The pressure wire was delivered, equalised and advanced across the lesion, a resting aortic pressure ratio (Pd/Pa) measured, then the Navvus microcatheter was advanced over the pressure wire, equalised, advanced past the lesion and Pd/Pa and FFR were measured simultaneously with both systems. The microcatheter drift was assessed; it was then withdrawn and FFR and drift were measured with the pressure wire alone.

The study enrolled 245 patients at 11 sites in the US. Of these, 13 subjects consented but FFR was not measured, FFR was measured but no drift assessed in nine and FFR was attempted but not measured in 13 because of failure to cross or device malfunction. The remaining 210 subjects underwent paired FFR assessment. Of these, 41 were excluded by the core laboratory either for ventricularisation, dampening of the proximal pressure tracings and drift from one or both of the systems without proper re-measurement. This left a primary cohort of 169 patients who met the core laboratory criteria.

The baseline patient characteristics were typical of PCI study populations: average age was 68 years and 37 % had a history of diabetes. Baseline angiographic characteristics were as follows: mean diameter stenosis was 47 %, i.e., angiographically indeterminate lesions. The average lesion length was 15.3 mm and the average RVD of the target lesion was 2.8 mm. Of the enrolled target lesions, 30 % were <2.5 mm in diameter. Therefore small vessels were well represented in this study – prior microcatheter FFR clinical studies had only included vessels with RVD ≥2.5 mm. The mean pressure wire FFR was 0.83, again representative of a patient population with a clinical indication for FFR.

The ACIST-FFR Study Microcatheter Versus Pressure Wire FFR, Core Lab Values, by Bland Altman Analysis

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Compared with the pressure wire, the microcatheter gave consistent and modestly lower FFR measurements with an average bias of −0.022 (see Figure 4). In terms of the secondary endpoint, the difference in pressure wire FFR with and without the microcatheter on the pressure wire, the average bias was −0.03. A sensitivity analysis of all site-reported data (i.e., all patients with paired FFRs) showed that the bias was similar to that of the primary analysis cohort (−0.025). A strong correlation was seen between the microcatheter and the pressure wire FFR (Pearson coefficient 0.901, p<0.001). Since the bias is less at FFR values within the grey zone and higher, the clinical impact of the difference may be minimal. For a threshold of 0.80 or less, the diagnostic agreement was 81 %. There were only five cases (2.9 %) where the pressure wire FFR exceeded 0.80 but the microcatheter FFR was <0.75.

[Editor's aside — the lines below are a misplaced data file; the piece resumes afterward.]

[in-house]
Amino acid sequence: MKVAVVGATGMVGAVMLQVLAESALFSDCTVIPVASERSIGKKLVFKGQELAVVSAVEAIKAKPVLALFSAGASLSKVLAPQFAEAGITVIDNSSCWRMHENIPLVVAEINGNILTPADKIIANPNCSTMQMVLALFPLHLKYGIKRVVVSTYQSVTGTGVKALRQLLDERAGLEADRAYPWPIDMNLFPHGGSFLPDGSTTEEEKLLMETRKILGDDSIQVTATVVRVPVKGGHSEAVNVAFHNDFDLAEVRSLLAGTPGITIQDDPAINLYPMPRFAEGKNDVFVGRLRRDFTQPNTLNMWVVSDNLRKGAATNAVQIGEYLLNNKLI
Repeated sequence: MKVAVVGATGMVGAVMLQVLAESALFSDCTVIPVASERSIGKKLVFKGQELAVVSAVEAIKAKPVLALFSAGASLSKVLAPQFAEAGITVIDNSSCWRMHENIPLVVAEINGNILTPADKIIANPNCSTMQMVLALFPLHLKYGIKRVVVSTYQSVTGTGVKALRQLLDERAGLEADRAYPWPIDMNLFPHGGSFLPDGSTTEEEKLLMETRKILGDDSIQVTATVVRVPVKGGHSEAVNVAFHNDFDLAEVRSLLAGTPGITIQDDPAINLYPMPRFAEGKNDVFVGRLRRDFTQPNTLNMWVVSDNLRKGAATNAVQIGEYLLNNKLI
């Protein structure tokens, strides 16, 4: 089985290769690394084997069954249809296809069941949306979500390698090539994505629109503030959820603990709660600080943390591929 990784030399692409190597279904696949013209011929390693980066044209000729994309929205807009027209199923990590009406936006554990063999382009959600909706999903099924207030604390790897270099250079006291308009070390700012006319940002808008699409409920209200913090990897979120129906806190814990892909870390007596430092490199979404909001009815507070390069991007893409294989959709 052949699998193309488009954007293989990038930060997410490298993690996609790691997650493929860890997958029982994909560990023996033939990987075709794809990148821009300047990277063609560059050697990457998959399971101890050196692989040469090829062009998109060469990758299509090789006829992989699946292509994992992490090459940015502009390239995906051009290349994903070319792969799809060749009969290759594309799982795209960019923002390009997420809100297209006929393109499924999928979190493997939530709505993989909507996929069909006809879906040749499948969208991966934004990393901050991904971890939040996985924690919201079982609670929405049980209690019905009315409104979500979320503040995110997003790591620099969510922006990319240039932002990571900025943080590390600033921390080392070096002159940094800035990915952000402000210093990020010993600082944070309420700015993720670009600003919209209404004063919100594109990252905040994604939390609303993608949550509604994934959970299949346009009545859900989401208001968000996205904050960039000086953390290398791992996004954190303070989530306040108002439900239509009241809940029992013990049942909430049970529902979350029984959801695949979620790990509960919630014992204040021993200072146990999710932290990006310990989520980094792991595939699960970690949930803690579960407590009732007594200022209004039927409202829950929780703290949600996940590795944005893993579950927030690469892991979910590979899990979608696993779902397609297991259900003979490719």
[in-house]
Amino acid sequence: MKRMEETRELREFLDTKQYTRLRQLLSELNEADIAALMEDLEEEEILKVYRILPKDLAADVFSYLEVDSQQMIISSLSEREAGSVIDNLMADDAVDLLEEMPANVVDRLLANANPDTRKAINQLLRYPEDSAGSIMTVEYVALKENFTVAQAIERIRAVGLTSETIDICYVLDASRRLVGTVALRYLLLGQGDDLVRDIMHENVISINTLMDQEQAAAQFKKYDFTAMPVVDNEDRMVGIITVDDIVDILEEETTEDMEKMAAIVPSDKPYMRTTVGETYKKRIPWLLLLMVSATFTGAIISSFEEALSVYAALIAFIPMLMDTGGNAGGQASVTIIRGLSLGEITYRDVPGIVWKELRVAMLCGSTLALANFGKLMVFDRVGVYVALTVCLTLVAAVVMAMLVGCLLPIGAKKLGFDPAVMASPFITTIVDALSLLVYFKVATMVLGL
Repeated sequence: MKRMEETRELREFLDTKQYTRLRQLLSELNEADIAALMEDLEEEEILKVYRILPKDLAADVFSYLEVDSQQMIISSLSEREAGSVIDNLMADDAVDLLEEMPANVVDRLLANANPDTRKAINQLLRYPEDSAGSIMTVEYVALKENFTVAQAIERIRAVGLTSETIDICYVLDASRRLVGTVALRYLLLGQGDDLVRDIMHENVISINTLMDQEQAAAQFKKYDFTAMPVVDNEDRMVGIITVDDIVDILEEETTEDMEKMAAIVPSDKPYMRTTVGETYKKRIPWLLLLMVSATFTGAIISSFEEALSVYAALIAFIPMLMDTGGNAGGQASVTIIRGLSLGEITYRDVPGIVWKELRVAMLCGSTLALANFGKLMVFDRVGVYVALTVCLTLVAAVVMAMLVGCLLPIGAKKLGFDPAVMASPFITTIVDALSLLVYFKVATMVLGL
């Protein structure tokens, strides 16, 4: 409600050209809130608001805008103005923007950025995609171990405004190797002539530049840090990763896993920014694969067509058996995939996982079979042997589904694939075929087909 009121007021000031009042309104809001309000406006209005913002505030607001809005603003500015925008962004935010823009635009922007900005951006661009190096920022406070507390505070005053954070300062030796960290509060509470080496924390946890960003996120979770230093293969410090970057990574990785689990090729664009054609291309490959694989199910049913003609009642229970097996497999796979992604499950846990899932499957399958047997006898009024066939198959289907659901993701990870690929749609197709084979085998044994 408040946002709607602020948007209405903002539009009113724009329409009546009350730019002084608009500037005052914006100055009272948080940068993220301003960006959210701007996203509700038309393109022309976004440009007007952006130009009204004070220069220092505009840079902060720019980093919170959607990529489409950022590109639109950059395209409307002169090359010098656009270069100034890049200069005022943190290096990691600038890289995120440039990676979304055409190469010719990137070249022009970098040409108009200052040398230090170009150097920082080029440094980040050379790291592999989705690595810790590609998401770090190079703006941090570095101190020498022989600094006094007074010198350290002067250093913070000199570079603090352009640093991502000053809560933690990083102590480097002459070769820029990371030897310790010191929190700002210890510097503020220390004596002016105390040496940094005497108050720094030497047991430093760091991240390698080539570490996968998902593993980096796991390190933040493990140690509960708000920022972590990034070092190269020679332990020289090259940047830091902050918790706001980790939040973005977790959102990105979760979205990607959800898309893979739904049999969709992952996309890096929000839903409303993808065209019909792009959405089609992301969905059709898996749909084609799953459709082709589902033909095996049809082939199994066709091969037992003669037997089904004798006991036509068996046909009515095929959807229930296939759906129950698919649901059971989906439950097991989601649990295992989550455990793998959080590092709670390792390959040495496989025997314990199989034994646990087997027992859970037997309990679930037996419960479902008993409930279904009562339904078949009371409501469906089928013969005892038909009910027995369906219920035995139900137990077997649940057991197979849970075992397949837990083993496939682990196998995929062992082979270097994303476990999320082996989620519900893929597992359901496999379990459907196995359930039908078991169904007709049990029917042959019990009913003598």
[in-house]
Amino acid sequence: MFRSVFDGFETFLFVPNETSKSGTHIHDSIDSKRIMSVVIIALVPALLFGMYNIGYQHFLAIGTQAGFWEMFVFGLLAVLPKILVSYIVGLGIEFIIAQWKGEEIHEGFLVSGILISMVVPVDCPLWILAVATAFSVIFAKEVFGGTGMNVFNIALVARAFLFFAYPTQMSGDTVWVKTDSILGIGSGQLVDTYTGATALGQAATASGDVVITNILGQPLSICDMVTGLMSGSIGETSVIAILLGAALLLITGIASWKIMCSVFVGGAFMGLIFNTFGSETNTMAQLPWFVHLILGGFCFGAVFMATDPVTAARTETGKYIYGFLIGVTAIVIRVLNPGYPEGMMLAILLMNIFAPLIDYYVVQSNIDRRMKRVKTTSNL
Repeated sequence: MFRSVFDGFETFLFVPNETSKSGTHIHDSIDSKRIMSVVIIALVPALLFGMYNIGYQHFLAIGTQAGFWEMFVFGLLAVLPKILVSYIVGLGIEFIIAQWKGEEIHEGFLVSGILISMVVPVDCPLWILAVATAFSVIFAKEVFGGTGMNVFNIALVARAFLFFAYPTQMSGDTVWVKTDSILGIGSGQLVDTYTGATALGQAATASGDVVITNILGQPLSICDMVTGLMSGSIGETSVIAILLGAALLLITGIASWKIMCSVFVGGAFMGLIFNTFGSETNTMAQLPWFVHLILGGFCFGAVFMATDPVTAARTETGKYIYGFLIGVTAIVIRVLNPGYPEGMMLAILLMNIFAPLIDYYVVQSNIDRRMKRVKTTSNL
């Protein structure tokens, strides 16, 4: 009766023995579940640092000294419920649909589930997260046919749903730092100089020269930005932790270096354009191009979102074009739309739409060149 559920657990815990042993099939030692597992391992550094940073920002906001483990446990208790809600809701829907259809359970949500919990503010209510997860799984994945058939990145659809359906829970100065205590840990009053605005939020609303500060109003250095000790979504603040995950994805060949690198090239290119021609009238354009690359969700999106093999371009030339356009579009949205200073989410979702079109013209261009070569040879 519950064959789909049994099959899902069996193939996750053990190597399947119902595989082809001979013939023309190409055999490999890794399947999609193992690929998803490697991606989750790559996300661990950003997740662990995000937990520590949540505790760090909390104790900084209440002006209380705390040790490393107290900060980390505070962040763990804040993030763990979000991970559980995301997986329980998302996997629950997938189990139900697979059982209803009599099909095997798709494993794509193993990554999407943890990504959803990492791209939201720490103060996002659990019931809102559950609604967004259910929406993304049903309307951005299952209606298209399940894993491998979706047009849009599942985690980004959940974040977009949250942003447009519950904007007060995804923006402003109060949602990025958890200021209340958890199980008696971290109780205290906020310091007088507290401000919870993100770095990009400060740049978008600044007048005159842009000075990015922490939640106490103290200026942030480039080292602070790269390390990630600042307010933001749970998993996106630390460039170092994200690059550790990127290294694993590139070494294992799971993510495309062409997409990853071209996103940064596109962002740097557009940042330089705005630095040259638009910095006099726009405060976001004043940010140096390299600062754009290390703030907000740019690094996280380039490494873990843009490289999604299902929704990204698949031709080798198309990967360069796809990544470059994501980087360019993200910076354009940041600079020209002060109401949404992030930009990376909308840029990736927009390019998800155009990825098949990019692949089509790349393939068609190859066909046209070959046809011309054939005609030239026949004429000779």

Because of the large study cohort, it was possible to identify predictors of bias. On univariate analysis, smaller RVD tended to predict greater bias and longer lesion length was a significant predictor of greater bias. However, using multivariate analysis incorporating microcatheter FFR, only the FFR measured by the microcatheter was found as the independent predictor of bias. Mean signal drift was similar between the two technologies, but clinically significant drift (defined as >0.03) was numerically higher with the pressure wire (7.4 % vs. 3.5 %, p=0.10; see Figure 5).

ACIST-FFR Study: Magnitude and Rate of Drift

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In summary:

  • A pressure-monitoring microcatheter provides a modestly lower FFR value compared with a traditional pressure wire, with an average bias of −0.02.
  • Using univariate analysis, smaller RVD and greater lesion length tend to predict a lower FFR measured by the microcatheter.
  • Using multivariate analysis, lower FFR as measured by the microcatheter is the only predictor of a greater difference between the two measurements.
  • Since the bias is less at higher FFR values (e.g., the grey zone and above), the clinical impact of this difference for those scenarios is likely minimal.

This study confirms and expands previous findings and provides robust evidence for the diagnostic capabilities of microcatheter FFR.